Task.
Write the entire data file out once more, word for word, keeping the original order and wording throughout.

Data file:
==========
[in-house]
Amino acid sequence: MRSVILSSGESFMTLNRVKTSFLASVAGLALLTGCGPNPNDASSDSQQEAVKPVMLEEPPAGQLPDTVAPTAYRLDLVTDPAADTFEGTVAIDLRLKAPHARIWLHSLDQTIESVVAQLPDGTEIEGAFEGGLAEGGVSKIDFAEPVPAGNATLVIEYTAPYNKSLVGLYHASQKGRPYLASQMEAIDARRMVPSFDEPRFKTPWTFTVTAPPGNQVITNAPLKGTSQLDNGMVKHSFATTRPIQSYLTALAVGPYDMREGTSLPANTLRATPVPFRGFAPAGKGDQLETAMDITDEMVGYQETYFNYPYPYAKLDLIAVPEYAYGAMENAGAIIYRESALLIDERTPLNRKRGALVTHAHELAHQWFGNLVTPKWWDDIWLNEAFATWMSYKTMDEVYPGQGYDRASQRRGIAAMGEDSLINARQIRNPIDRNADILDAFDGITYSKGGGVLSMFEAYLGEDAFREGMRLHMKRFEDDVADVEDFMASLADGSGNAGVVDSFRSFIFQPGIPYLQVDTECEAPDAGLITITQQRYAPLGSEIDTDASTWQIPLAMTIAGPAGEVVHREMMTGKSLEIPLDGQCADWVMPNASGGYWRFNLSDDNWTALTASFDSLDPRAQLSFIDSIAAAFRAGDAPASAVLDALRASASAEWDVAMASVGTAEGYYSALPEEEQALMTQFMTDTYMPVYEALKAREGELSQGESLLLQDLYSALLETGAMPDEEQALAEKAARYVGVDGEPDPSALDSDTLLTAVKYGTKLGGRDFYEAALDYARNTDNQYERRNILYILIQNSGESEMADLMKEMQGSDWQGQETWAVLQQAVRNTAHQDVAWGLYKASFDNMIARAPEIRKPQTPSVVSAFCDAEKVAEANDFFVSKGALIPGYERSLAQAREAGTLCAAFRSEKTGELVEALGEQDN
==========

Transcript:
[in-house]
Amino acid sequence: MRSVILSSGESFMTLNRVKTSFLASVAGLALLTGCGPNPNDASSDSQQEAVKPVMLEEPPAGQLPDTVAPTAYRLDLVTDPAADTFEGTVAIDLRLKAPHARIWLHSLDQTIESVVAQLPDGTEIEGAFEGGLAEGGVSKIDFAEPVPAGNATLVIEYTAPYNKSLVGLYHASQKGRPYLASQMEAIDARRMVPSFDEPRFKTPWTFTVTAPPGNQVITNAPLKGTSQLDNGMVKHSFATTRPIQSYLTALAVGPYDMREGTSLPANTLRATPVPFRGFAPAGKGDQLETAMDITDEMVGYQETYFNYPYPYAKLDLIAVPEYAYGAMENAGAIIYRESALLIDERTPLNRKRGALVTHAHELAHQWFGNLVTPKWWDDIWLNEAFATWMSYKTMDEVYPGQGYDRASQRRGIAAMGEDSLINARQIRNPIDRNADILDAFDGITYSKGGGVLSMFEAYLGEDAFREGMRLHMKRFEDDVADVEDFMASLADGSGNAGVVDSFRSFIFQPGIPYLQVDTECEAPDAGLITITQQRYAPLGSEIDTDASTWQIPLAMTIAGPAGEVVHREMMTGKSLEIPLDGQCADWVMPNASGGYWRFNLSDDNWTALTASFDSLDPRAQLSFIDSIAAAFRAGDAPASAVLDALRASASAEWDVAMASVGTAEGYYSALPEEEQALMTQFMTDTYMPVYEALKAREGELSQGESLLLQDLYSALLETGAMPDEEQALAEKAARYVGVDGEPDPSALDSDTLLTAVKYGTKLGGRDFYEAALDYARNTDNQYERRNILYILIQNSGESEMADLMKEMQGSDWQGQETWAVLQQAVRNTAHQDVAWGLYKASFDNMIARAPEIRKPQTPSVVSAFCDAEKVAEANDFFVSKGALIPGYERSLAQAREAGTLCAAFRSEKTGELVEALGEQDN